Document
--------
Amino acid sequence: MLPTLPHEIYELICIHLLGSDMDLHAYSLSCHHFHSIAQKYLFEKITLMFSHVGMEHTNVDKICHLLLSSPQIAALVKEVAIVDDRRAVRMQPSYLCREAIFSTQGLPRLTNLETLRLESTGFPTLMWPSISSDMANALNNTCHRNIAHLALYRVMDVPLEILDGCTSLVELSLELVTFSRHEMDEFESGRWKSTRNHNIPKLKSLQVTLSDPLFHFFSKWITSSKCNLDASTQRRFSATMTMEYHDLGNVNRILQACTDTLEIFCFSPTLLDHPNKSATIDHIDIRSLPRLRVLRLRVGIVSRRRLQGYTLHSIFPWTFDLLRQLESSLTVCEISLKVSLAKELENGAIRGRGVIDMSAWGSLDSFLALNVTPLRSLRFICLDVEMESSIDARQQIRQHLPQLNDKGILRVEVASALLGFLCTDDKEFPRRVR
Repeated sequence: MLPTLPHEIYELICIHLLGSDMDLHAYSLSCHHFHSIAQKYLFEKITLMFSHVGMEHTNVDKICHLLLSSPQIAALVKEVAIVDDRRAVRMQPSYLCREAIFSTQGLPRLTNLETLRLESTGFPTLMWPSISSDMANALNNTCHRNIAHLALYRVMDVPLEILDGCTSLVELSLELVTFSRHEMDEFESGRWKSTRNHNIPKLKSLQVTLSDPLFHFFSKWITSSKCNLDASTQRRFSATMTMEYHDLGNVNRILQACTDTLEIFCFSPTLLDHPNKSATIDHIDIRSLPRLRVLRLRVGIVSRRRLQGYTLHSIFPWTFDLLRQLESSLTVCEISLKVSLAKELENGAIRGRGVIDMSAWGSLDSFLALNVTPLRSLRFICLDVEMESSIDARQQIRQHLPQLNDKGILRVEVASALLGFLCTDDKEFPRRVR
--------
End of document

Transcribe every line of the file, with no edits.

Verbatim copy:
Amino acid sequence: MLPTLPHEIYELICIHLLGSDMDLHAYSLSCHHFHSIAQKYLFEKITLMFSHVGMEHTNVDKICHLLLSSPQIAALVKEVAIVDDRRAVRMQPSYLCREAIFSTQGLPRLTNLETLRLESTGFPTLMWPSISSDMANALNNTCHRNIAHLALYRVMDVPLEILDGCTSLVELSLELVTFSRHEMDEFESGRWKSTRNHNIPKLKSLQVTLSDPLFHFFSKWITSSKCNLDASTQRRFSATMTMEYHDLGNVNRILQACTDTLEIFCFSPTLLDHPNKSATIDHIDIRSLPRLRVLRLRVGIVSRRRLQGYTLHSIFPWTFDLLRQLESSLTVCEISLKVSLAKELENGAIRGRGVIDMSAWGSLDSFLALNVTPLRSLRFICLDVEMESSIDARQQIRQHLPQLNDKGILRVEVASALLGFLCTDDKEFPRRVR
Repeated sequence: MLPTLPHEIYELICIHLLGSDMDLHAYSLSCHHFHSIAQKYLFEKITLMFSHVGMEHTNVDKICHLLLSSPQIAALVKEVAIVDDRRAVRMQPSYLCREAIFSTQGLPRLTNLETLRLESTGFPTLMWPSISSDMANALNNTCHRNIAHLALYRVMDVPLEILDGCTSLVELSLELVTFSRHEMDEFESGRWKSTRNHNIPKLKSLQVTLSDPLFHFFSKWITSSKCNLDASTQRRFSATMTMEYHDLGNVNRILQACTDTLEIFCFSPTLLDHPNKSATIDHIDIRSLPRLRVLRLRVGIVSRRRLQGYTLHSIFPWTFDLLRQLESSLTVCEISLKVSLAKELENGAIRGRGVIDMSAWGSLDSFLALNVTPLRSLRFICLDVEMESSIDARQQIRQHLPQLNDKGILRVEVASALLGFLCTDDKEFPRRVR